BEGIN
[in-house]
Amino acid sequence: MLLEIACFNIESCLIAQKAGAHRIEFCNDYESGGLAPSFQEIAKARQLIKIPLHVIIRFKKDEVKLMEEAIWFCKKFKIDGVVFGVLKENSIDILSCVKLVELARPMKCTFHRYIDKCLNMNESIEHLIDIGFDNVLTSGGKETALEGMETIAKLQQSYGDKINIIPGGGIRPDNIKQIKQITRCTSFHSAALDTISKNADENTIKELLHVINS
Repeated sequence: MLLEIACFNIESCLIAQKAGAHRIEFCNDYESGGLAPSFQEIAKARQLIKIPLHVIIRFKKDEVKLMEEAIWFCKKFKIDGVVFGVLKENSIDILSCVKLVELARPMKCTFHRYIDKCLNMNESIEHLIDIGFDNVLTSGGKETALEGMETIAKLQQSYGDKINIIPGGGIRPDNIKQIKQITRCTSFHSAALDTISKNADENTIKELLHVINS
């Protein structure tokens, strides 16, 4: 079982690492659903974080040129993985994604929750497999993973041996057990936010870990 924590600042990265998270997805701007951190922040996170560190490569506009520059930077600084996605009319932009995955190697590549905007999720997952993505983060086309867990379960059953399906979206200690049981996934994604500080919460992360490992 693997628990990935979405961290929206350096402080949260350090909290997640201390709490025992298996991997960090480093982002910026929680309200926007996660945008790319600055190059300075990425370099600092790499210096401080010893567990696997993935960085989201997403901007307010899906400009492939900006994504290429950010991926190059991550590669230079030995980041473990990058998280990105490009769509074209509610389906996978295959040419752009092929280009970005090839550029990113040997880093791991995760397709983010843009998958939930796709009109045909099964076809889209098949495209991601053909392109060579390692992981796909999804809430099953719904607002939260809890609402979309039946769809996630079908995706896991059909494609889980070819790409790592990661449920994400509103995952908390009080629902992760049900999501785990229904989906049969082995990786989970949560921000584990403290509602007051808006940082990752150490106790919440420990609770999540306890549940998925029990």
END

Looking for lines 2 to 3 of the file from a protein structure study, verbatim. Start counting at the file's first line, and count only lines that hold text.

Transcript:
Amino acid sequence: MLLEIACFNIESCLIAQKAGAHRIEFCNDYESGGLAPSFQEIAKARQLIKIPLHVIIRFKKDEVKLMEEAIWFCKKFKIDGVVFGVLKENSIDILSCVKLVELARPMKCTFHRYIDKCLNMNESIEHLIDIGFDNVLTSGGKETALEGMETIAKLQQSYGDKINIIPGGGIRPDNIKQIKQITRCTSFHSAALDTISKNADENTIKELLHVINS
Repeated sequence: MLLEIACFNIESCLIAQKAGAHRIEFCNDYESGGLAPSFQEIAKARQLIKIPLHVIIRFKKDEVKLMEEAIWFCKKFKIDGVVFGVLKENSIDILSCVKLVELARPMKCTFHRYIDKCLNMNESIEHLIDIGFDNVLTSGGKETALEGMETIAKLQQSYGDKINIIPGGGIRPDNIKQIKQITRCTSFHSAALDTISKNADENTIKELLHVINS